Among the meadows the buttercups in spring are as innumerable as ever and as pleasant to look upon. The petal of the buttercup has an enamel of gold; with the nail you may scrape it off, leaving still a yellow ground, but not reflecting the sunlight like the outer layer. From the centre the golden pollen covers the fingers with dust like that from the wing of a butterfly. In the bunches of grass and by the gateways the germander speedwell looks like tiny specks of blue stolen, like Prometheus’ fire, from the summer sky. When the mowing-grass is ripe the heads of sorrel are so thick and close that at a little distance the surface seems as if sunset were always shining red upon it. From the spotted orchis leaves in April to the honeysuckle-clover in June, and the rose and the honeysuckle itself, the meadow has changed in nothing that delights the eye. The draining, indeed, has made it more comfortable to walk about on, and some of the rougher grasses have gone from the furrows, diminishing at the same time the number of cardamine flowers; but of these there are hundreds by the side of every tiny rivulet of water, and the aquatic grasses flourish in every ditch. The meadow-farmers, dairymen, have not grubbed many hedges–only a few, to enlarge the fields, too small before, by throwing two into one. So that hawthorn and blackthorn, ash and willow, with their varied hues of green in spring, briar and bramble, with blackberries and hips later on, are still there as in the old, old time. Bluebells, violets, cowslips–the same old favourite flowers–may be found on the mounds or sheltered near by. The meadow-farmers have dealt mercifully with the hedges, because they know that for shade in heat and shelter in storm the cattle resort to them. The hedges–yes, the hedges, the very synonym of Merry England–are yet there, and long may they remain. Without hedges England would not be England. Hedges, thick and high, and full of flowers, birds, and living creatures, of shade and flecks of sunshine dancing up and down the bark of the trees–I love their very thorns. You do not know how much there is in the hedges.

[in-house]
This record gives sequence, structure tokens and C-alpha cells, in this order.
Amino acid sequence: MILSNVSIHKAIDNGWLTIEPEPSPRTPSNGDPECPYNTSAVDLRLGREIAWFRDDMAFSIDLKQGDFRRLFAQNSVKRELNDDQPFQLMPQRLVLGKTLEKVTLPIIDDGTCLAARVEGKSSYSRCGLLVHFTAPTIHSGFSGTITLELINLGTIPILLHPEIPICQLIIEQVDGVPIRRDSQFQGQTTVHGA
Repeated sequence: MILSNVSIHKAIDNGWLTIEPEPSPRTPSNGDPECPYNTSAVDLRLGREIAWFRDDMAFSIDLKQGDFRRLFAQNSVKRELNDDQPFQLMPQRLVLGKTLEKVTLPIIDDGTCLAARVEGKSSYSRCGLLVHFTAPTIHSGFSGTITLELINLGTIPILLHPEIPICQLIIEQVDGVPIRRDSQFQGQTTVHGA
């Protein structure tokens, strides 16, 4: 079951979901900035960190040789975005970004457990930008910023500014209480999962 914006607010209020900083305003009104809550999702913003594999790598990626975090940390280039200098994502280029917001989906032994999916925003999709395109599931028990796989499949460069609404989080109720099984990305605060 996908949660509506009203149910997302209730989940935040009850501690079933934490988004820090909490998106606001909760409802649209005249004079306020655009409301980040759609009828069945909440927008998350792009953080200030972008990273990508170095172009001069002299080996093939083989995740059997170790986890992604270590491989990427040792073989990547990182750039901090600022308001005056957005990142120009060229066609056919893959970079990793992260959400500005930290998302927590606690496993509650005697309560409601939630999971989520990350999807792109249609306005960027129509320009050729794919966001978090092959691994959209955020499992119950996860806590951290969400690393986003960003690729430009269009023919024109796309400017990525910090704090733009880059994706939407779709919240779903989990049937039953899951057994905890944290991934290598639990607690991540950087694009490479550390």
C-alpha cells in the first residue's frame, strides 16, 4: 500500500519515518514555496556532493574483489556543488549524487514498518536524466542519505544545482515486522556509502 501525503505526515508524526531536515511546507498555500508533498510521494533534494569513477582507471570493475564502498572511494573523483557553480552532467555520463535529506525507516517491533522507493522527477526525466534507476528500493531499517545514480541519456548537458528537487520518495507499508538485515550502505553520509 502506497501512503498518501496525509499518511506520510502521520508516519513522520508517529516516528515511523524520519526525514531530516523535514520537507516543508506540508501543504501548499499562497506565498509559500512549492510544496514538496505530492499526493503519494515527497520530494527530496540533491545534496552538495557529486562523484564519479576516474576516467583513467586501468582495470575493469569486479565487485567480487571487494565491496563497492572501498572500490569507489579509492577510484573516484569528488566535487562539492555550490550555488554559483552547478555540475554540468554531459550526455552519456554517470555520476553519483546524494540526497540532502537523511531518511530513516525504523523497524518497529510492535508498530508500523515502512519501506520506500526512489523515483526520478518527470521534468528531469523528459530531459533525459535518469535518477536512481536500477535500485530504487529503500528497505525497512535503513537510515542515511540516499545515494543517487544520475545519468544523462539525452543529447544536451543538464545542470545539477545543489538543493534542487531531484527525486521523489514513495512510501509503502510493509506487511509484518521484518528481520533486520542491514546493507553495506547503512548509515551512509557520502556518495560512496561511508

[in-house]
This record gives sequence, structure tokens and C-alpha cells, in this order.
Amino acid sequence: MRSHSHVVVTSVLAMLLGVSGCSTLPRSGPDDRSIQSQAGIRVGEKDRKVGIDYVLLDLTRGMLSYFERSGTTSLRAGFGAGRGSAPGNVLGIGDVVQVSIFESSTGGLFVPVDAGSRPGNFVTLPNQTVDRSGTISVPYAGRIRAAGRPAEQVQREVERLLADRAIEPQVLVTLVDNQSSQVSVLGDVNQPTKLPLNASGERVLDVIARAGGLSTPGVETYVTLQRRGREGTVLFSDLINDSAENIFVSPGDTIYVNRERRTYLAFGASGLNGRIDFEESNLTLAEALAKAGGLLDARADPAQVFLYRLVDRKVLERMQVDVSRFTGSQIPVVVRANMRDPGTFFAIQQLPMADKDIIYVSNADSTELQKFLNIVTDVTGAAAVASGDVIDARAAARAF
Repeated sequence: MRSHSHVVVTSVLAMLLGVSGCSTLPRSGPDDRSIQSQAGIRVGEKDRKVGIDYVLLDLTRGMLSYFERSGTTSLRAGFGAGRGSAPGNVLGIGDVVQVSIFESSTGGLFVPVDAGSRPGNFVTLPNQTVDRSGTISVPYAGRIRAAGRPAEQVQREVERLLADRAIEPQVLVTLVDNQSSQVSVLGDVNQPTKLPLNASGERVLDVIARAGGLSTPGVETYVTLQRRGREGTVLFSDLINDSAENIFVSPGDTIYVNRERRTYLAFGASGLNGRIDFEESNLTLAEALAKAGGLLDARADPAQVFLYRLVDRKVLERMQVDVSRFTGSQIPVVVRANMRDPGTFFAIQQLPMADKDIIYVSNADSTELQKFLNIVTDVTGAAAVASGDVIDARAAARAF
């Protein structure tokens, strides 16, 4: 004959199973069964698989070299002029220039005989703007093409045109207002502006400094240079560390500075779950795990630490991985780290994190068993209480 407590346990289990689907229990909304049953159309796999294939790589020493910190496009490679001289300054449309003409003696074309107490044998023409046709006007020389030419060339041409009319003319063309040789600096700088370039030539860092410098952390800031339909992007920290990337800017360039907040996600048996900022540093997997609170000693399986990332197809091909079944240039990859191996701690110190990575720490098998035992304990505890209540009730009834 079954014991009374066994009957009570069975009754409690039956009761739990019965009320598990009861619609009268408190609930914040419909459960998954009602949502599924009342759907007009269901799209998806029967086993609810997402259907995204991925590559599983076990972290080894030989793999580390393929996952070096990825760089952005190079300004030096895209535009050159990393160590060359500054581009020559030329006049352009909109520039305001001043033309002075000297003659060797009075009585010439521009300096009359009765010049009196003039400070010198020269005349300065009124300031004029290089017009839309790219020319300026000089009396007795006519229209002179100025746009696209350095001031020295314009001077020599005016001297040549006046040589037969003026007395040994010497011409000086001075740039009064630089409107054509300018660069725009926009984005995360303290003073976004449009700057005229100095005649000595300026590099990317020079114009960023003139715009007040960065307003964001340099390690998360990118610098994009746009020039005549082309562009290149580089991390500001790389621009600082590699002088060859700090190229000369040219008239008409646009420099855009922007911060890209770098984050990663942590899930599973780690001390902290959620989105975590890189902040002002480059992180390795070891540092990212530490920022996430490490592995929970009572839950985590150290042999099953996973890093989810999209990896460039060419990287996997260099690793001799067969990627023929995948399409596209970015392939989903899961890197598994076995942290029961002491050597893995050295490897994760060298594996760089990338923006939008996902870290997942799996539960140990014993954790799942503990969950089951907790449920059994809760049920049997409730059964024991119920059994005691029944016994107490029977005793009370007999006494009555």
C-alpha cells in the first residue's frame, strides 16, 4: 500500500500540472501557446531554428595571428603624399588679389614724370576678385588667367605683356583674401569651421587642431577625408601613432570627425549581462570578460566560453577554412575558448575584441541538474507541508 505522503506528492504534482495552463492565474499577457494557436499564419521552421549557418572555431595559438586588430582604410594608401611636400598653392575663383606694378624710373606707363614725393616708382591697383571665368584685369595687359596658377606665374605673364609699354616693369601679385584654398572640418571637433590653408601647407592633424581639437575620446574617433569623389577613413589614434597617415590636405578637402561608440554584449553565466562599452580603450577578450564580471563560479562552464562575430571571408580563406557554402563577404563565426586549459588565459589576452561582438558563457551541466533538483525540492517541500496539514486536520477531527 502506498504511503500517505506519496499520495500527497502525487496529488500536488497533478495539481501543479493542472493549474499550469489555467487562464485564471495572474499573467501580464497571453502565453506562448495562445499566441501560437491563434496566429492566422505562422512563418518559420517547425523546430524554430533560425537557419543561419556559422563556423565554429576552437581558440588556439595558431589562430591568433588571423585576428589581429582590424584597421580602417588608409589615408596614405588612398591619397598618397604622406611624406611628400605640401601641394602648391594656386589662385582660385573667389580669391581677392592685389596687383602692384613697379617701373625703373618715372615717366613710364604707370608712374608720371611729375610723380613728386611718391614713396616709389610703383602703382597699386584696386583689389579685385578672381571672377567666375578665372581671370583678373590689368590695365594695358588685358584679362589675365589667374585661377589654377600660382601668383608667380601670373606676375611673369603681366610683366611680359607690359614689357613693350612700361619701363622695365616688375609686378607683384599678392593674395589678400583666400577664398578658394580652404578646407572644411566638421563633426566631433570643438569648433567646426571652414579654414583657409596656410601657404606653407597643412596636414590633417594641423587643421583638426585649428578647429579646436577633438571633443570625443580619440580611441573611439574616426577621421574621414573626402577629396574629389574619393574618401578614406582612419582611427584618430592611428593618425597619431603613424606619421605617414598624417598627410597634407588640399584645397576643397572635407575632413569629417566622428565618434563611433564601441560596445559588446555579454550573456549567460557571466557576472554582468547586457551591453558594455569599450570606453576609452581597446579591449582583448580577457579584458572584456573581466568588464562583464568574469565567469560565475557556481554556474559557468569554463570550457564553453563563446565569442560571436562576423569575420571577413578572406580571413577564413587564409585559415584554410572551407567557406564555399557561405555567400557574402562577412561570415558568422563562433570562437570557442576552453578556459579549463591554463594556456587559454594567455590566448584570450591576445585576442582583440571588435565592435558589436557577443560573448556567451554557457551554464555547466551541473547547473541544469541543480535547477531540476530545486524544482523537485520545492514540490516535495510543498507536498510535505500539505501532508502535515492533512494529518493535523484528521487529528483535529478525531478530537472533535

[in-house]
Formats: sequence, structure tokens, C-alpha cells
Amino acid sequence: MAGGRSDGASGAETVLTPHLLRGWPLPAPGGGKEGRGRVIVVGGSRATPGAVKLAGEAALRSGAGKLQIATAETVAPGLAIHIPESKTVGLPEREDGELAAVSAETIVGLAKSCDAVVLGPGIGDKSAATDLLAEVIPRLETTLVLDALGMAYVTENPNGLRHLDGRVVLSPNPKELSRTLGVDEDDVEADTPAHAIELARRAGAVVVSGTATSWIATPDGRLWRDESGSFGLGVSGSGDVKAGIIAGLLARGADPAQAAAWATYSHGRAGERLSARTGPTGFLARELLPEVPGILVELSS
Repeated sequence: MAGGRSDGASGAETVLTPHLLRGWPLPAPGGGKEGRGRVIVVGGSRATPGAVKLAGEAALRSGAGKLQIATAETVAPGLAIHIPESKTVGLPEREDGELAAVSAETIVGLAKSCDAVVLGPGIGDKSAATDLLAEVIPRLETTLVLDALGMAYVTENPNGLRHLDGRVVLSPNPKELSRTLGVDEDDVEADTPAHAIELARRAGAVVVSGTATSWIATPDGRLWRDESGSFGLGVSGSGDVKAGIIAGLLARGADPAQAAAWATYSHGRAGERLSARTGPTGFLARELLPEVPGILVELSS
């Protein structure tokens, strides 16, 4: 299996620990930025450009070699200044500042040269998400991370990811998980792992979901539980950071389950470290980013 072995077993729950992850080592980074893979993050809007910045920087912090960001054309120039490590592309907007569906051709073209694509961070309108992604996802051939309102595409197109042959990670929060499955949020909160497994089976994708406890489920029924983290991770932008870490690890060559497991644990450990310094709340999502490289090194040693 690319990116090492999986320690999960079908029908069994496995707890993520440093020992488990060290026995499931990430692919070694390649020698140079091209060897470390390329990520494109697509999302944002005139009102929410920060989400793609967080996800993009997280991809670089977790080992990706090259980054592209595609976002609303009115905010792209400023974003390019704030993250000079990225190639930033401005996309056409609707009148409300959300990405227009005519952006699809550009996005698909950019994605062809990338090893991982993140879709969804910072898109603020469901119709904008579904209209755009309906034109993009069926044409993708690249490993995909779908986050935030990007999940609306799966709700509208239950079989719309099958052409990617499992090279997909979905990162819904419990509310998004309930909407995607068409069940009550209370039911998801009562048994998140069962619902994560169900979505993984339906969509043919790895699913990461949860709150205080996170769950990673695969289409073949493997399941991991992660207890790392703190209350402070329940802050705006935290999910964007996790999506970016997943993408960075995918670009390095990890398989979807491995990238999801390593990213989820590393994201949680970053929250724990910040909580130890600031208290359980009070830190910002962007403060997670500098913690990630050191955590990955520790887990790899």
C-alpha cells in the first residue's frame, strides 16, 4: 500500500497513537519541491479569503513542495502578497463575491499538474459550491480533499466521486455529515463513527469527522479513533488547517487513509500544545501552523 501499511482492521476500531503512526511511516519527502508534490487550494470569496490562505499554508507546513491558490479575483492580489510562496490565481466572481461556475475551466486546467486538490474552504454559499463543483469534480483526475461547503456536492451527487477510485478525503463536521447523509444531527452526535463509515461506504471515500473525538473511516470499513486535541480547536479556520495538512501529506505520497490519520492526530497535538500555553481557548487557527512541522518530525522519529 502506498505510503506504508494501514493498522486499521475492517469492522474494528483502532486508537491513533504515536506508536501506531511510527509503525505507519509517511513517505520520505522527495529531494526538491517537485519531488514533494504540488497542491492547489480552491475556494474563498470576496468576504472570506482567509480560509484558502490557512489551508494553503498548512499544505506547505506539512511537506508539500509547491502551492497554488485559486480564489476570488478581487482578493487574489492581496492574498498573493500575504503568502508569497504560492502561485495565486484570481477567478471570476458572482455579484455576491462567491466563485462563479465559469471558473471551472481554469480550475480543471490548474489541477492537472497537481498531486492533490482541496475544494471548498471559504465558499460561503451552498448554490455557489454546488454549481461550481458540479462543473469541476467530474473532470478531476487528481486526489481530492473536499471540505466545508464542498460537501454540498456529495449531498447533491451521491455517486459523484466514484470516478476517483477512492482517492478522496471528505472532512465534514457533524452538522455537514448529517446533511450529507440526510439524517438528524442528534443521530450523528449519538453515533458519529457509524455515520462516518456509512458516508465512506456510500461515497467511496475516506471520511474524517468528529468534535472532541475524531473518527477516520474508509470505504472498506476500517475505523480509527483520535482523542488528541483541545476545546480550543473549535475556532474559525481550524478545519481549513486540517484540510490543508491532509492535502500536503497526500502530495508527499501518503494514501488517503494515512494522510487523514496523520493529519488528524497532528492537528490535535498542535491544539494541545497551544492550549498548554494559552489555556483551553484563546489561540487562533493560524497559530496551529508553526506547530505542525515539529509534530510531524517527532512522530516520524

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Image source: cumbriawildlifetrust.org.uk

We have still the woods, with here and there a forest, the beauty of the hills, and the charm of winding brooks. I never see roads, or horses, men, or anything when I get beside a brook. There is the grass, and the wheat, the clouds, the delicious sky, and the wind, and the sunlight which falls on the heart like a song. It is the same, the very same, only I think it is brighter and more lovely now than it was twenty years ago.”

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Image from https://commons.wikimedia.org/wiki/File:Stream_and_old_bridge_on_Exmoor,_Devon_(2545075797).jpg